Stephen V. Talmage - Page 11

          Commissioner, 788 F.2d 33, 35 (D.C. Cir. 1986), affg. on other              
          grounds an Order of this Court, Justice (then Judge) Scalia                 
          expressed the view that the mere weakness of a party's arguments            
          can never by itself justify dismissal for failure to prosecute--            
          "The substantive merits of a claim are of course irrelevant to              
          the propriety of a dismissal for failure to prosecute"--and                 
          affirmed our order to dismiss for failure to prosecute not                  
          because the taxpayer's arguments were frivolous but because he              
          had disobeyed orders and failed to appear at trial.                         
               The Court of Appeals for the Fourth Circuit, to which appeal           
          in this case would lie, requires the trial court to consider four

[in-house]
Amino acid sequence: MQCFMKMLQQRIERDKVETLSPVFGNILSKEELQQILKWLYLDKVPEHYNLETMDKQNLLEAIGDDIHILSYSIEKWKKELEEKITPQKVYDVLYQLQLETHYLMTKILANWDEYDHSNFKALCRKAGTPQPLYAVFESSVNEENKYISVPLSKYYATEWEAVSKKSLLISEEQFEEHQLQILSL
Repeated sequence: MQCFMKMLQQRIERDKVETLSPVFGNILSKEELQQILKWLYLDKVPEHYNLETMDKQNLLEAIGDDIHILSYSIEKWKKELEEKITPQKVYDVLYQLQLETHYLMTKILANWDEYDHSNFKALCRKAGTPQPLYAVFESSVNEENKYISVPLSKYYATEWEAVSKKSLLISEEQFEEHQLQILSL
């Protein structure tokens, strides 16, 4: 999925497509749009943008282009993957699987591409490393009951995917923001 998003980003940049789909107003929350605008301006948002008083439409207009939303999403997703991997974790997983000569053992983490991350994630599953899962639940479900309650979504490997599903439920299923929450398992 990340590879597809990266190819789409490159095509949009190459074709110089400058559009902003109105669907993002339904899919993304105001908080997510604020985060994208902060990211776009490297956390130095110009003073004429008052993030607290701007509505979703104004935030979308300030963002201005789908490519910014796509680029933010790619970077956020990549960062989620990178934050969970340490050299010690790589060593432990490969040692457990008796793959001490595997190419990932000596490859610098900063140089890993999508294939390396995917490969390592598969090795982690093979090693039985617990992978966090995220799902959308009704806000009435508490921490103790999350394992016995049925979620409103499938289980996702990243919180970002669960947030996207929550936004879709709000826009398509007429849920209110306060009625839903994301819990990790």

factors before dismissing a case for failure to prosecute:  (1)             
          The plaintiff's degree of personal responsibility; (2) the amount           
          of prejudice caused the opposing party; (3) the presence of a               
          drawn out history of deliberately proceeding in a dilatory                  
          fashion; and (4) the effectiveness of sanctions less drastic than           
          dismissal.  Hillig v. Commissioner, 916 F.2d at 174.  We have               
          said that we will not dismiss a case if a lesser sanction is                
          available and appropriate.  Freedson v. Commissioner, 67 T.C. at            
               Some of the factors in the Fourth Circuit test militate in             
          favor of dismissing this case.  Petitioner is personally                    
          responsible for a series of actions that have dragged out and               
          delayed the case substantially.  Had petitioner not asserted in             
          his petition that he was entitled to deduct business expenses and           
          miscellaneous itemized deductions that he could substantiate, we            

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